Wednesday, 3 September 2014

Video : Rape Victim Carries Mattress With Her Everywhere She Goes To Protest The Inaction Of Her University To Bring Her Attacker To Justice

Weighed down: Sulkhowitz will continues to carry the mattress until her rapist is no longer on campus. She says this might take only one day or last the rest of the year 

To protest the inaction of her University administrations to bring her attacker to justice, a rape victim has is carrying her mattress with her everywhere she goes. Columbia University senior Emma Sulkhowitz is carrying the mattress as part of her senior thesis art project, and will only stop once when her rapist is no longer enrolled in school.

Sulkhowitz points out that the project - which she is calling 'Mattress Performance' or 'Carry That Weight' - could last as little as one day, or continue until she graduates this spring.

The mattress represents her specific rape, since she was attacked in her dorm room. The weight of carrying it around also visualizes how she continues to be haunted by the experience. 

'A mattress is the perfect size for me to just be able to carry it enough that I could continue with my day but also heavy enough that I have to continually struggle with it,' she told the Columbia Daily Spectator.

Sulkhowitz plans to spread information about the project via word of mouth, and says one of the rules is that she can't ask for help with carrying the mattress.

However, anyone can ask to help her and she thinks this will be one way of spreading the project to her college community.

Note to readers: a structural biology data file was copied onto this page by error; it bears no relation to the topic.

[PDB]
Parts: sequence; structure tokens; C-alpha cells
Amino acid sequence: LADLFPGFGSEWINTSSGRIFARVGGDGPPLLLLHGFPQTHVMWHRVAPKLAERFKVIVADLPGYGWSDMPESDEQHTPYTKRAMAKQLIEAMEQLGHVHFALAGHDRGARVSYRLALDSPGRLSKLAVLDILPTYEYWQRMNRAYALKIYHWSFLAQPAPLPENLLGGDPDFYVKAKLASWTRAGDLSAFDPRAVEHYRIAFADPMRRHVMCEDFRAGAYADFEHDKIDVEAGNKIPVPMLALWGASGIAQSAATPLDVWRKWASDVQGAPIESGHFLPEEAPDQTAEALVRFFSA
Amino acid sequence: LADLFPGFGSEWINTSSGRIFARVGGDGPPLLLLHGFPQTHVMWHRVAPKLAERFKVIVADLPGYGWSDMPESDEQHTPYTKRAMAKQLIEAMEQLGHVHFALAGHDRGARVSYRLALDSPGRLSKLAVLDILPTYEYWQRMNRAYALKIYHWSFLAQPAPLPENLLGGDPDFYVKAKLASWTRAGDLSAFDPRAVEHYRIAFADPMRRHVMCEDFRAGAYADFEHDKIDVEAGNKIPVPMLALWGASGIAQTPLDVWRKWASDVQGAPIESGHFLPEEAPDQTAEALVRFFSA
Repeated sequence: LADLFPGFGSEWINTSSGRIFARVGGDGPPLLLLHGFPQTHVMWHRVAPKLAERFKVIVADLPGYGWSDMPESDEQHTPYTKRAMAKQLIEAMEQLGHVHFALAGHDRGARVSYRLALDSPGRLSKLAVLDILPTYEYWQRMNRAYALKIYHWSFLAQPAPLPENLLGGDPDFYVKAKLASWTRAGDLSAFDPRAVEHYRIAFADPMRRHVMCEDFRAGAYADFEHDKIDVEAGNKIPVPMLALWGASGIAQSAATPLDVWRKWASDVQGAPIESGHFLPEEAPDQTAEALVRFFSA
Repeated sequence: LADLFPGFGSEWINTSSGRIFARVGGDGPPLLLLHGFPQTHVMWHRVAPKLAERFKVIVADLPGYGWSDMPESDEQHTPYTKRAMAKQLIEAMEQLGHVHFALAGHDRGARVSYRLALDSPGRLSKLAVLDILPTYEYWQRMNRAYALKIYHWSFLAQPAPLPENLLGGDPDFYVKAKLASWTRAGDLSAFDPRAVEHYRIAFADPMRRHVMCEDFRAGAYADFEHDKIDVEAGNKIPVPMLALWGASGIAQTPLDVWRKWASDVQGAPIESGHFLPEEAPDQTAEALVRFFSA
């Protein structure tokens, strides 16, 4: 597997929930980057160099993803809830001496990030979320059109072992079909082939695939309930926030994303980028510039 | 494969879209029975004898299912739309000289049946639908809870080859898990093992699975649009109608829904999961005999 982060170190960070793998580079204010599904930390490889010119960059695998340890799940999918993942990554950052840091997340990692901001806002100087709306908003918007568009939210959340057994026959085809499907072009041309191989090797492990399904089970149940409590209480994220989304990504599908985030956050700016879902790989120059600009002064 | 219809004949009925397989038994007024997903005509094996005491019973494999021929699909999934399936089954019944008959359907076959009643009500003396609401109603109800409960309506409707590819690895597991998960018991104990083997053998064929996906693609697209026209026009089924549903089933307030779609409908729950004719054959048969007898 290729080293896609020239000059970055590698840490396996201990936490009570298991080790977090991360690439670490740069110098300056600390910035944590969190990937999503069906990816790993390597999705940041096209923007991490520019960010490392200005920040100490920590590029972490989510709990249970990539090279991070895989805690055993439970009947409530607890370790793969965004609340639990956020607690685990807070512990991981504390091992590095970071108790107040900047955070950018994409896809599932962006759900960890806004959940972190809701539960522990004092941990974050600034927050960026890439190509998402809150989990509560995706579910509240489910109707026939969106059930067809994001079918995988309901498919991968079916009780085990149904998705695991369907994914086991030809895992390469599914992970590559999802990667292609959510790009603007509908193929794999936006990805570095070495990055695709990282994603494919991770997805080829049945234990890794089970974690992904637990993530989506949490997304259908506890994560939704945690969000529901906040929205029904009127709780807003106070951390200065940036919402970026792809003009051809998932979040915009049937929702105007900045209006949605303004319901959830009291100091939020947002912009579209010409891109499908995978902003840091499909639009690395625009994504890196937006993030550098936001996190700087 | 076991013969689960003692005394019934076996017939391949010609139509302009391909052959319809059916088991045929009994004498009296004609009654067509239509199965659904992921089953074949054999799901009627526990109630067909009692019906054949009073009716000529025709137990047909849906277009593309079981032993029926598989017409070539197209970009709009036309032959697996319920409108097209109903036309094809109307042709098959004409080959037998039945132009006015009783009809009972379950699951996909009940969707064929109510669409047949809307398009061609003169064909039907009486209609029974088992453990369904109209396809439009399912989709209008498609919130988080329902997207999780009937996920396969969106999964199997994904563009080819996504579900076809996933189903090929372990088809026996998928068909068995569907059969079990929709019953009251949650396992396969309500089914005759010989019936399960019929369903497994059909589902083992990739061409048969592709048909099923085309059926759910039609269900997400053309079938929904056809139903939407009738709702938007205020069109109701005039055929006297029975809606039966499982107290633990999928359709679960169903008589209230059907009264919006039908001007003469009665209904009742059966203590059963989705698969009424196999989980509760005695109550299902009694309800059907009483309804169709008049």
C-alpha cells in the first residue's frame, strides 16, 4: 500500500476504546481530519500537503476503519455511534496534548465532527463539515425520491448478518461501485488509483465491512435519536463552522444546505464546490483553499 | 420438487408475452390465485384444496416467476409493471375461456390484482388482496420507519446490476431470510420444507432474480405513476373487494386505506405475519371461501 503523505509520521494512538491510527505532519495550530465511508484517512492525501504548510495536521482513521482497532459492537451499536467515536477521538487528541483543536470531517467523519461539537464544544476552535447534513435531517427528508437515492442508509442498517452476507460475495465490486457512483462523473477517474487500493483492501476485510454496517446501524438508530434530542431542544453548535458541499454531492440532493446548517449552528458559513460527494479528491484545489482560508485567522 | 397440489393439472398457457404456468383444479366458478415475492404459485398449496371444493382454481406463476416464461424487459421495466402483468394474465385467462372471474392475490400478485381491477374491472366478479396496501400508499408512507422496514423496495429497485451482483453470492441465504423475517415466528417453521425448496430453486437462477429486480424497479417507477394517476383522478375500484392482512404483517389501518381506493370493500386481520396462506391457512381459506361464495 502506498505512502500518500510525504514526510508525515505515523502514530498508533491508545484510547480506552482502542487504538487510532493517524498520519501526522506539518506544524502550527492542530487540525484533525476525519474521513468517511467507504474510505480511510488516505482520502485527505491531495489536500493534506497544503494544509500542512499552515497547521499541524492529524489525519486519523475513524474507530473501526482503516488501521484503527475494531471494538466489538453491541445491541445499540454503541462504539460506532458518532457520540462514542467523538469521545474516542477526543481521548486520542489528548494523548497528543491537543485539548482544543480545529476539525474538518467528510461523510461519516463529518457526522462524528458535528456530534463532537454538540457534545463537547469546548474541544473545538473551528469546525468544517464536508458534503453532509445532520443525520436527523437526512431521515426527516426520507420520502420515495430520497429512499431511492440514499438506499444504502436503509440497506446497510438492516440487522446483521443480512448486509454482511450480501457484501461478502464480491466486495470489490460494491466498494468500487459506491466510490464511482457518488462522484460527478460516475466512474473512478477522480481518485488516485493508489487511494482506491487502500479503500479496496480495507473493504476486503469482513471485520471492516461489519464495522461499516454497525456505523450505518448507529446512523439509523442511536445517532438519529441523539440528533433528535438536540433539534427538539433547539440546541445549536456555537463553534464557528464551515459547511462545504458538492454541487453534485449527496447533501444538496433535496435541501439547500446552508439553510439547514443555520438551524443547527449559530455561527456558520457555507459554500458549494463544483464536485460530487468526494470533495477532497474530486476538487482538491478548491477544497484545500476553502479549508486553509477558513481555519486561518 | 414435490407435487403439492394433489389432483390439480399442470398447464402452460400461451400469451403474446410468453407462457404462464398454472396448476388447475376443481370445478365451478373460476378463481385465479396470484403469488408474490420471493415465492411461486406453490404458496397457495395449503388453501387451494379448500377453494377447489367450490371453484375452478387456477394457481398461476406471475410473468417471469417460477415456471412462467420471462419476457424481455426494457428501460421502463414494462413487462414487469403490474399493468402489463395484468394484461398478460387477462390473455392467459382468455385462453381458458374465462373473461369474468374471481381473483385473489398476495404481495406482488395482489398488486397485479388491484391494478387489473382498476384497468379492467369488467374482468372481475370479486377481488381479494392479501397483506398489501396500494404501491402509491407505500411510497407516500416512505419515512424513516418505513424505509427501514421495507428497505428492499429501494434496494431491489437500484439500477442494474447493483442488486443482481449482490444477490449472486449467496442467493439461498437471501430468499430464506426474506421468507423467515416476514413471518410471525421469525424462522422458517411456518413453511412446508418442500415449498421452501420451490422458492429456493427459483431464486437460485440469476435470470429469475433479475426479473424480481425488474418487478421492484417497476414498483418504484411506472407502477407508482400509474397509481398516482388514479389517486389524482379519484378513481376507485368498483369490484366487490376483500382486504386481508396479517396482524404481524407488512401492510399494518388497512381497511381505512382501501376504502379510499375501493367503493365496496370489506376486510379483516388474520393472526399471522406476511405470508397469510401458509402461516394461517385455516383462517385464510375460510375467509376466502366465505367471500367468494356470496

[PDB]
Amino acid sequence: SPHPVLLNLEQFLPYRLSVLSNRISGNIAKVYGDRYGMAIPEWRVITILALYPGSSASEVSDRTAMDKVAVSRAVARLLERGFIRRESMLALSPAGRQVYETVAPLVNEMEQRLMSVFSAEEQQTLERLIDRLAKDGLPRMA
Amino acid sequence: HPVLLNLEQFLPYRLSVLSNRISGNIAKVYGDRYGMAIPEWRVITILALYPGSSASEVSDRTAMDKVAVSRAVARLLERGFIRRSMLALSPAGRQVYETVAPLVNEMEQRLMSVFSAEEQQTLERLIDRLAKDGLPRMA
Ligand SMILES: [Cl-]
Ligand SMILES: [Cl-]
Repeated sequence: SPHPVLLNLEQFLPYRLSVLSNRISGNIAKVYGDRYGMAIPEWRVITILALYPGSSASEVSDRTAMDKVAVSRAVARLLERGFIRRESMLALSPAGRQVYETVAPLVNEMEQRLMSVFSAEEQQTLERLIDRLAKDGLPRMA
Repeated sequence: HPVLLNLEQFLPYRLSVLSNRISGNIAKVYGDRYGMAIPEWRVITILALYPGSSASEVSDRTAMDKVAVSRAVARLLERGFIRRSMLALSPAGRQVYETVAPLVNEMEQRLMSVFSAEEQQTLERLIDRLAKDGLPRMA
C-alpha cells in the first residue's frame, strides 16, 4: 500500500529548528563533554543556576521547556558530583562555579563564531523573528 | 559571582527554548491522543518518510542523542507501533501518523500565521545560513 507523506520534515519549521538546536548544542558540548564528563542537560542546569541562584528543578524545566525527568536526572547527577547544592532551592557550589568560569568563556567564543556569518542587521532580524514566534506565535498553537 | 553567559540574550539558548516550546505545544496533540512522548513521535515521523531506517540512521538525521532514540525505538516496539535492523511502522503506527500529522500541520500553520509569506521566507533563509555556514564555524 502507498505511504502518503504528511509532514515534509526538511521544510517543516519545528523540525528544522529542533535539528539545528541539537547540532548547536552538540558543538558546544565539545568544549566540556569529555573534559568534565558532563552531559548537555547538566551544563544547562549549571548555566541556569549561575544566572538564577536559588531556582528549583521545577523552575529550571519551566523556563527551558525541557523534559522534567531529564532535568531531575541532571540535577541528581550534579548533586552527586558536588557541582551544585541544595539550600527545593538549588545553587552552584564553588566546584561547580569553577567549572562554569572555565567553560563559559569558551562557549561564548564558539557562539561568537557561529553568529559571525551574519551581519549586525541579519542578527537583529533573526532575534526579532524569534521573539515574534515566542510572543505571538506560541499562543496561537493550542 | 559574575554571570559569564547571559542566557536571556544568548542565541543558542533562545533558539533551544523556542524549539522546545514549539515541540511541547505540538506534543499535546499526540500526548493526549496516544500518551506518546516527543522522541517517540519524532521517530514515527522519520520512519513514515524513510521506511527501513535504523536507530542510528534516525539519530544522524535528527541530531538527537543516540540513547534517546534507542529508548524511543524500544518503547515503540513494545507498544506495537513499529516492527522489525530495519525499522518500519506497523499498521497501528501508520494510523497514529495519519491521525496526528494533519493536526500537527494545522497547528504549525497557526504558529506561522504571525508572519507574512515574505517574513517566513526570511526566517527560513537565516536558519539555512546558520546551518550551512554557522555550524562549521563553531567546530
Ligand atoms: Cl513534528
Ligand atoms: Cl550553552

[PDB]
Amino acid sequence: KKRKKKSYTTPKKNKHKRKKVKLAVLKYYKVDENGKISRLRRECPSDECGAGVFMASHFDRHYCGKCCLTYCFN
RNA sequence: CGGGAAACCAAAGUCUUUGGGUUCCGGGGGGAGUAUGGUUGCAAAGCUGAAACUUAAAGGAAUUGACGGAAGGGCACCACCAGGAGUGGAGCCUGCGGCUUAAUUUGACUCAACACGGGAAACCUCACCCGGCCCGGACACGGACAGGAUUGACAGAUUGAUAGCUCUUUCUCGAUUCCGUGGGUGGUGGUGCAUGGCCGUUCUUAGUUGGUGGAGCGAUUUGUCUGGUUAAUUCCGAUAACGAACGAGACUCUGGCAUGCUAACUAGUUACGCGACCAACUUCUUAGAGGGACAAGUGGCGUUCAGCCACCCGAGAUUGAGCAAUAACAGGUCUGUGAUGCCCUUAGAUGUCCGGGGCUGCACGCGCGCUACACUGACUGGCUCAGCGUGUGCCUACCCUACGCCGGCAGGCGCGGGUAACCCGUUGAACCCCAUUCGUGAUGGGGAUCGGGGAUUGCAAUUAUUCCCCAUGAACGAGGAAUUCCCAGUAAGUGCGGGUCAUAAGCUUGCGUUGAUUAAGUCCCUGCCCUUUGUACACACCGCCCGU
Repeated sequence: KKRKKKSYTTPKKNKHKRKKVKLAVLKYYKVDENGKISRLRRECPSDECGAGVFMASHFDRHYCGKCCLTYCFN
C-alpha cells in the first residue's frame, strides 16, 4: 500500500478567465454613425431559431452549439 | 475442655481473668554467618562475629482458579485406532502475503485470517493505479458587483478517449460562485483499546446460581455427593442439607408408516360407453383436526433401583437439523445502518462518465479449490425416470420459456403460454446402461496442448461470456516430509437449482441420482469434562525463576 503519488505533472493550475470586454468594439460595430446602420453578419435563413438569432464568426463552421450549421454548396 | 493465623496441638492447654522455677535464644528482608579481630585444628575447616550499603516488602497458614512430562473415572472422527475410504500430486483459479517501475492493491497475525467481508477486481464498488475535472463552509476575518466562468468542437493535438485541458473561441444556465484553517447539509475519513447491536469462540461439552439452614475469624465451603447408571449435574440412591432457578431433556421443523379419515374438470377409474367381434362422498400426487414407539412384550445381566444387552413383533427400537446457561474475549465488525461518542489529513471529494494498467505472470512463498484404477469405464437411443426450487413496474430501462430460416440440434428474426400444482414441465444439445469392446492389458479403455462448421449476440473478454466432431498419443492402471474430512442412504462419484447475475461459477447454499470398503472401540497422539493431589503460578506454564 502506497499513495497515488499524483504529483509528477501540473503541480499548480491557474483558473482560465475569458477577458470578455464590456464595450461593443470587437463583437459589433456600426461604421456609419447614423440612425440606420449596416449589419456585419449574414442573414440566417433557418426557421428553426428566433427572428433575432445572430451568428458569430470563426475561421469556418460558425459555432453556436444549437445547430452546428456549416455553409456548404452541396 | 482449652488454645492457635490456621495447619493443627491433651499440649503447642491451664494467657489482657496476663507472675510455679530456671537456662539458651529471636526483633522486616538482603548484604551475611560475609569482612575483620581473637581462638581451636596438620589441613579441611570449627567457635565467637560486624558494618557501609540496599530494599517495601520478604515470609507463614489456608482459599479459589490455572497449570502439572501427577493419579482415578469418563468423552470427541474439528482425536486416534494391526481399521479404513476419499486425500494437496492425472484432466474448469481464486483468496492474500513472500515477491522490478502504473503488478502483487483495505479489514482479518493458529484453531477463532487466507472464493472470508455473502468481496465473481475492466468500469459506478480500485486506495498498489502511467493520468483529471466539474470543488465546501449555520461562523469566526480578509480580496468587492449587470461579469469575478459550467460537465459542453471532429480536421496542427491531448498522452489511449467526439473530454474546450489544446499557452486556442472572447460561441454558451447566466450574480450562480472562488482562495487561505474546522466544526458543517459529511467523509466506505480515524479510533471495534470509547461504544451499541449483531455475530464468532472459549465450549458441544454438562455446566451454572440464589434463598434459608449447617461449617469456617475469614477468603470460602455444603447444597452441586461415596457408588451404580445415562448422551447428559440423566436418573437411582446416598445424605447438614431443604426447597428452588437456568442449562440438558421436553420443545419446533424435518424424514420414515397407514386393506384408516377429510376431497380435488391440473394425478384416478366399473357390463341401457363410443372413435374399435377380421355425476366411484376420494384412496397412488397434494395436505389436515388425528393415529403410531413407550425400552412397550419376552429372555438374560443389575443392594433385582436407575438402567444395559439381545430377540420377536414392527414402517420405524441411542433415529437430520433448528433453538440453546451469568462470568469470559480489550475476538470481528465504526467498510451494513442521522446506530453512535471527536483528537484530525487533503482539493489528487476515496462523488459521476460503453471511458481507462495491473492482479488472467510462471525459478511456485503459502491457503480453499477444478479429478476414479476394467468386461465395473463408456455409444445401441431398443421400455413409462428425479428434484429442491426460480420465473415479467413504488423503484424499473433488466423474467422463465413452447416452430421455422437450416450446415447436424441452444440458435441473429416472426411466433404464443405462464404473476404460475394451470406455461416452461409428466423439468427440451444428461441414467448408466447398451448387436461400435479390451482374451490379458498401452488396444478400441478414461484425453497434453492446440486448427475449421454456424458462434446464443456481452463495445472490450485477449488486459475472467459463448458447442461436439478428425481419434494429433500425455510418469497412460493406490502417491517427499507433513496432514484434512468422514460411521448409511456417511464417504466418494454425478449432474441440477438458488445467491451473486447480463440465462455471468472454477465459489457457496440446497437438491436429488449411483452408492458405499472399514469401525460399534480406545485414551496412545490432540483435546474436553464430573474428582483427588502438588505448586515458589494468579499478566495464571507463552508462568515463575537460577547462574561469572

Last May, Sulkhowitz reported the scarring experiencing to police, a year and a half after the incident happened.

She says the incident was so damaging, she initially decided not to go to authorities because she was afraid and ashamed of what had happened.

'When it first happened, I didn’t want to talk to anyone. I didn’t even tell my parents. ... I didn’t even want to talk to my best friend,' she said.

The student newspaper has identified the student accused of the rape, but since no charges have been filed, MailOnline is not naming the man.

However, he is one of a handful of students who have been accused of sexually assaulting multiple classmates on campus, in lists graffitied on bathroom stalls and distributed in pamphlets.

Sulkhowitz recounted the incident to the student newspaper, saying it came as a surprise since she had consensual sex with the attacker twice before.

On August 27, 2012, the two were hanging out in her dorm room when things took a violent turn.

According to the police report, Sulkhowitz said her attacker suddenly hit her across the face then 'choked her, and pushed her knees onto her chest and leaned on her knees to keep them up.' He went on to grab her 'wrists and penetrated her anally'.

Sulkhowitz told her attacker to stop, but he continued raping her until he 'suddenly stopped without ejaculating'

While she didn't report the incident to police at first, she and two other victims of the same man reported him to school officials the following spring.

Administrators held a hearing on the matter but eventually found the student in question 'not responsible'.

Reporting the rape to police was just as terrible an experience for Sulkhowitz as well.

Officers showed up to take her statement at her dorm room on May 14, and she says they were dismissive and questioning of her account - especially the fact that she had slept with her attacker before and couldn't recall minute details of the incident. 

She was then asked to go to the police station and fill out more paperwork, with one document describing the attack as 'domestic violence' even though she was never in a relationship with her rapist.

While she was speaking with the Special Victims Unit, the officer who took her statement continued to talk with her friends at the station, saying he didn't buy her story. 

Police have passed the case along to the District Attorney, and while Sulkhowitz believes it may be too late to bring up charges against her attacker, she still hopes for justice. 

No comments:

Post a Comment